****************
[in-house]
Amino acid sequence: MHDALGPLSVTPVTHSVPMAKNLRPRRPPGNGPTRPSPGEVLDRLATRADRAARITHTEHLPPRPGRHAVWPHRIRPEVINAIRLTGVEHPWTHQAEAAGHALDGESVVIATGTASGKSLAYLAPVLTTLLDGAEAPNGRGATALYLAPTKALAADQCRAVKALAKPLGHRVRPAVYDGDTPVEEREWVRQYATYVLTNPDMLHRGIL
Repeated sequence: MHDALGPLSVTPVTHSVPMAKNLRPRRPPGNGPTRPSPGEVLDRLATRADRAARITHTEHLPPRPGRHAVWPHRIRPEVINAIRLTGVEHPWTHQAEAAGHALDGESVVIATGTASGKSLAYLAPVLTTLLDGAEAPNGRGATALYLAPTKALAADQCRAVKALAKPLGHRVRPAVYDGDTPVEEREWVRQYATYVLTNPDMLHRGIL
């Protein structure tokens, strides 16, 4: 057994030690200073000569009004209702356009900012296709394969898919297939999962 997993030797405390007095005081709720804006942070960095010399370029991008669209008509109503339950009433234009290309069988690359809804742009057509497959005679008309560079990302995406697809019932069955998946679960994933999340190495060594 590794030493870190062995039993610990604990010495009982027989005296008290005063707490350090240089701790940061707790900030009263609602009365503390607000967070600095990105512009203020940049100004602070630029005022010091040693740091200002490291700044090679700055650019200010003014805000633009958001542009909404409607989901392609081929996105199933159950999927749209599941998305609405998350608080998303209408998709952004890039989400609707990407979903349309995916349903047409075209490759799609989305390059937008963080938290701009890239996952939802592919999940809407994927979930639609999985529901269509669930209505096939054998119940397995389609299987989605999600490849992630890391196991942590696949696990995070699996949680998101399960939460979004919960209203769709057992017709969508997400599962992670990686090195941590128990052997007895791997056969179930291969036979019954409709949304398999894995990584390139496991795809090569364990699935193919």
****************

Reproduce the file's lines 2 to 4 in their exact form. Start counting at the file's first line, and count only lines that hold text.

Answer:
Amino acid sequence: MHDALGPLSVTPVTHSVPMAKNLRPRRPPGNGPTRPSPGEVLDRLATRADRAARITHTEHLPPRPGRHAVWPHRIRPEVINAIRLTGVEHPWTHQAEAAGHALDGESVVIATGTASGKSLAYLAPVLTTLLDGAEAPNGRGATALYLAPTKALAADQCRAVKALAKPLGHRVRPAVYDGDTPVEEREWVRQYATYVLTNPDMLHRGIL
Repeated sequence: MHDALGPLSVTPVTHSVPMAKNLRPRRPPGNGPTRPSPGEVLDRLATRADRAARITHTEHLPPRPGRHAVWPHRIRPEVINAIRLTGVEHPWTHQAEAAGHALDGESVVIATGTASGKSLAYLAPVLTTLLDGAEAPNGRGATALYLAPTKALAADQCRAVKALAKPLGHRVRPAVYDGDTPVEEREWVRQYATYVLTNPDMLHRGIL
């Protein structure tokens, strides 16, 4: 057994030690200073000569009004209702356009900012296709394969898919297939999962 997993030797405390007095005081709720804006942070960095010399370029991008669209008509109503339950009433234009290309069988690359809804742009057509497959005679008309560079990302995406697809019932069955998946679960994933999340190495060594 590794030493870190062995039993610990604990010495009982027989005296008290005063707490350090240089701790940061707790900030009263609602009365503390607000967070600095990105512009203020940049100004602070630029005022010091040693740091200002490291700044090679700055650019200010003014805000633009958001542009909404409607989901392609081929996105199933159950999927749209599941998305609405998350608080998303209408998709952004890039989400609707990407979903349309995916349903047409075209490759799609989305390059937008963080938290701009890239996952939802592919999940809407994927979930639609999985529901269509669930209505096939054998119940397995389609299987989605999600490849992630890391196991942590696949696990995070699996949680998101399960939460979004919960209203769709057992017709969508997400599962992670990686090195941590128990052997007895791997056969179930291969036979019954409709949304398999894995990584390139496991795809090569364990699935193919």